Books from Scotland: the big picture

It feels slightly strange to be writing this introduction to the Books from Scotland special (in partnership with Creative Scotland) as the world, and the world of Scottish books, has changed greatly, perhaps even irrevocably, since we started planning these features some months ago. The impact the coronavirus will have on Scottish publishers, booksellers, authors, agents, libraries and festivals—in short, Scotland’s entire books industry—is substantial, very real and absolutely immediate. It would be unrealistic to pretend that the next year or two will be anything but challenging for most of the sector.

Even so, there are many reasons to be optimistic (even if cautiously so) about the next few months and years. Spending even just a brief amount of time in the Scottish books world will give readers an appreciation of the strength and depth of talent and innovative spirit on hand, and give an insight into why it is one of the most vibrant of the UK’s cultural sectors.

That vibrancy is undoubtedly partly due to the changing face of modern Scotland itself. In the past few decades—particularly, it could be reasonably argued, since devolution—the country has become more and more of a dynamic, progressive and outward-facing nation. Its arts, and its publishing sector, have both reflected and helped to drive that.

Perhaps the most interesting thing about the Scottish book scene is how diverse and cutting-edge it is. We have showcased just a handful of the new voices of modern Scottish literature across this special, including the Cairo-born, Aberdeen-based author Leila Aboulela; the working-class queer Glaswegian kid-turned- fashion designer-turned-acclaimed novelist Douglas Stuart; and Melanie Reid, the high-flying journalist who writes movingly and humorously, but in a very honest and clear-eyed manner, of adjusting to a life with a disability after she was paralysed following an accident.

That is not to say that Scottish publishing is neglecting its rich history or impressive literary past. Far from it. For example, there is raft of publishing coming out in 2020 around the 700th anniversary of the Declaration of Arbroath (the seminal document of national sovereignty that many say was the basis for the United States’ Declaration of Independence), while the centenary of the birth of poet Edwin Morgan, the first Scots Makar, will be celebrated by a number of publishers. Even in this heritage publishing, the output seems so fresh and up to date, among them Birlinn’s handsome Edwin Morgan Twenties editions.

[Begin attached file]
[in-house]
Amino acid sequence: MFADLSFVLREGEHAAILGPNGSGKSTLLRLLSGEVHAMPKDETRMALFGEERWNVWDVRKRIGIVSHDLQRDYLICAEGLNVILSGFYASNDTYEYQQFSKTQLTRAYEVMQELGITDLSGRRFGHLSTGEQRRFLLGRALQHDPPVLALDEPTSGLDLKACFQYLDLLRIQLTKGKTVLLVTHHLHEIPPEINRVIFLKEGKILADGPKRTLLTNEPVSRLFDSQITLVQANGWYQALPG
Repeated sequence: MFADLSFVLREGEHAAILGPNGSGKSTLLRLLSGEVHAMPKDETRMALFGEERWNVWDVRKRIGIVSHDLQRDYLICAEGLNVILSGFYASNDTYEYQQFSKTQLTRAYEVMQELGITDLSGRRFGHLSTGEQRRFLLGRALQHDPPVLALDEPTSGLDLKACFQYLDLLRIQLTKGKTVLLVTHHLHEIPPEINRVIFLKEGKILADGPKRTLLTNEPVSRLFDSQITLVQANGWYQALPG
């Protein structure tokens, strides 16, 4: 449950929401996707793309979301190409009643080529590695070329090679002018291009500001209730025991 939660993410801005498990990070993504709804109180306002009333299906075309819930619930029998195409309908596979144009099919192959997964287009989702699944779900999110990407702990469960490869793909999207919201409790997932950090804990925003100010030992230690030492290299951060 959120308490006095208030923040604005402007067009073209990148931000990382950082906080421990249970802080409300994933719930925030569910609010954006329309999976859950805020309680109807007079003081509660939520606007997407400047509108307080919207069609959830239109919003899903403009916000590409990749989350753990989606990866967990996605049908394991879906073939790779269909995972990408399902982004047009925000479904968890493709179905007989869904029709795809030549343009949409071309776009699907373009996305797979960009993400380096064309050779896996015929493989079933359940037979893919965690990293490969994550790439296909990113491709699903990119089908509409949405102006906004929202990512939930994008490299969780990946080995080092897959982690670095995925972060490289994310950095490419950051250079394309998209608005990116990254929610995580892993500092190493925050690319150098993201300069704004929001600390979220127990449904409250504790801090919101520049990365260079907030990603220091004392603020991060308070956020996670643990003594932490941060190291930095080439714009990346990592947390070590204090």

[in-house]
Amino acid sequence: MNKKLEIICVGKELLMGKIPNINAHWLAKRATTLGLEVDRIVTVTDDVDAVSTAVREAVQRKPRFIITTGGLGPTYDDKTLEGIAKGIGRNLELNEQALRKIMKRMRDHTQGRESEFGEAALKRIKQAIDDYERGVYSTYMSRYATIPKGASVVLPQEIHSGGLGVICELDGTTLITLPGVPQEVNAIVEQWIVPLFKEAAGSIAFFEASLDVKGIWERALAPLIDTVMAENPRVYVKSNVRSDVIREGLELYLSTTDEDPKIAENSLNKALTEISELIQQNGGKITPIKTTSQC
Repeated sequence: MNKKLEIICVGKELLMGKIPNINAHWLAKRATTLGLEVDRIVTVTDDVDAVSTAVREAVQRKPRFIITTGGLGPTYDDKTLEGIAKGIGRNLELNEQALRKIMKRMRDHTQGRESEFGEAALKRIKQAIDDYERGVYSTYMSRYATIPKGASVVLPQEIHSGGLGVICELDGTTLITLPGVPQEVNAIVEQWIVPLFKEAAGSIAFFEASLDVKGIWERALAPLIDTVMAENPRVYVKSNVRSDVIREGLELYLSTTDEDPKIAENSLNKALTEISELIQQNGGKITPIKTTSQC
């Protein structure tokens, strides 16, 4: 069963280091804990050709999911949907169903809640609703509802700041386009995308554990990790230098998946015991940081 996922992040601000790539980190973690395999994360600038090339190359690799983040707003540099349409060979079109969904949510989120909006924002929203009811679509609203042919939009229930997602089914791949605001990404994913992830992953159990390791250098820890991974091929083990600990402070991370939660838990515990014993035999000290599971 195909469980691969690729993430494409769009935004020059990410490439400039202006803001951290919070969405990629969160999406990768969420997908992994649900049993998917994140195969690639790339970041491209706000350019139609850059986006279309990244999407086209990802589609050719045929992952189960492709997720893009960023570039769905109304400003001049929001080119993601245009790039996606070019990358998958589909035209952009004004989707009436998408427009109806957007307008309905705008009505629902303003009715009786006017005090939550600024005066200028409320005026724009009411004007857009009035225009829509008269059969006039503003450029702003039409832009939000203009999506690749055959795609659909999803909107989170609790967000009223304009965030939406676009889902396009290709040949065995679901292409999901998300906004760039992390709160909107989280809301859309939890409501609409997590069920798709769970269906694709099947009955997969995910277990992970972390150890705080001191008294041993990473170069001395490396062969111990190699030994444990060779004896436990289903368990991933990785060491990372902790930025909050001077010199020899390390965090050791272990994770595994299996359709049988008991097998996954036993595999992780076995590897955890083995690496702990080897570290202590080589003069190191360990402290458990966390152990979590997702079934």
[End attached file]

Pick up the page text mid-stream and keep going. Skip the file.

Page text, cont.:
The Scottish book trade entered 2020 off an incredibly strong year. Physical book sales rose across the country for the fifth consecutive year in 2019; the Edinburgh International Book Festival welcomed a record 265,000 attendees; a string of new indie bookshops opened (including Topping & Company and the Portobello Bookshop in Edinburgh); and another Edinburgh bookshop, Golden Hare Books, was crowned the UK’s best indie at the British Book Awards. Meanwhile, major award wins included Sandstone Press-published Celestial Bodies by Jokha Alharthi (translated by Marilyn Booth) winning the International Booker Prize.

Scotland’s book sector, therefore, enters whatever Covid-19 choppy waters lie ahead in a position of relative strength. There will be testing times: publication schedules will be reshuffled, bookshops will have to scramble to get back to full working order once lockdowns are lifted, the lack of Edinburgh and other festivals will be a blow to book sales, authors’ incomes will suffer... and so on. It will be a while before normality returns. But Scotland’s industry has enough talent, know-how and resilience to see it through. 

Read the full Books from Scotland Special here, in partnership with Creative Scotland.